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Black construction worker says he paid for speaking out

by on
in Employment Law,Human Resources

Paul Solomon says he’s been blackballed as a troublemaker since he complained that a white co-worker taunted him with a noose in October at the Comcast Center construction site in Philadelphia.

Solomon told the Philadelphia City Council that he was working full time before the incident, but in the six weeks following his complaint, he’d worked only five out of 45 days. “It seems like I’ve been put on the bench,” he said.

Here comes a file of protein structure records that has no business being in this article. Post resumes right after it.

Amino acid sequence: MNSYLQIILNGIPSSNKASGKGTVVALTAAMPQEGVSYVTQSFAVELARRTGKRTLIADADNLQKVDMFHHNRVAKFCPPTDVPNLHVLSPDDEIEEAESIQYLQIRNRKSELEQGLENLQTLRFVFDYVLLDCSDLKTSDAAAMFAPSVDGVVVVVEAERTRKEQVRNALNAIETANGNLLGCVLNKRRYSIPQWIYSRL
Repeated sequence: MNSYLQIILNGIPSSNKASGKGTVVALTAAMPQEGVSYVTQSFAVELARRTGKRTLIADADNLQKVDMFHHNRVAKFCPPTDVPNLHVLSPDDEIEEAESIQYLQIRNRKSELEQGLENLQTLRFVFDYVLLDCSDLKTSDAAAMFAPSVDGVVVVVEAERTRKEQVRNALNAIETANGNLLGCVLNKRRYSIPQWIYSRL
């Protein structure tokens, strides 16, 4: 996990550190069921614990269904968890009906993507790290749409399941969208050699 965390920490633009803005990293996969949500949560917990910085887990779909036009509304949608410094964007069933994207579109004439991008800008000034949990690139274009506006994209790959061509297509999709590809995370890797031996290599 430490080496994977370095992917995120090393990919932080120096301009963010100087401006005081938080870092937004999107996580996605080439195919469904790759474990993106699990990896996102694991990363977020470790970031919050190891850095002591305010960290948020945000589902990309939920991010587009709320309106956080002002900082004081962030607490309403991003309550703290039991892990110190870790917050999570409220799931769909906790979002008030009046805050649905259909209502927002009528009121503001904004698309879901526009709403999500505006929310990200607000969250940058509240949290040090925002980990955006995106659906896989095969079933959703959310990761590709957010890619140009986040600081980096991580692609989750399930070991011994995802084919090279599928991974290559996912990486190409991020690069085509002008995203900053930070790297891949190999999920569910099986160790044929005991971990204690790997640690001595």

Solomon testified at a hearing on a bill introduced by Councilman Darrell Clarke that would outlaw displays of “symbols of racial animus” in workplaces, including swastikas, burning crosses and nooses. The bill would increase fines for ethnic intimidation from $300 to $1,900 and set a maximum 90-day jail term.

Solomon has filed an EEOC complaint and retained a lawyer.

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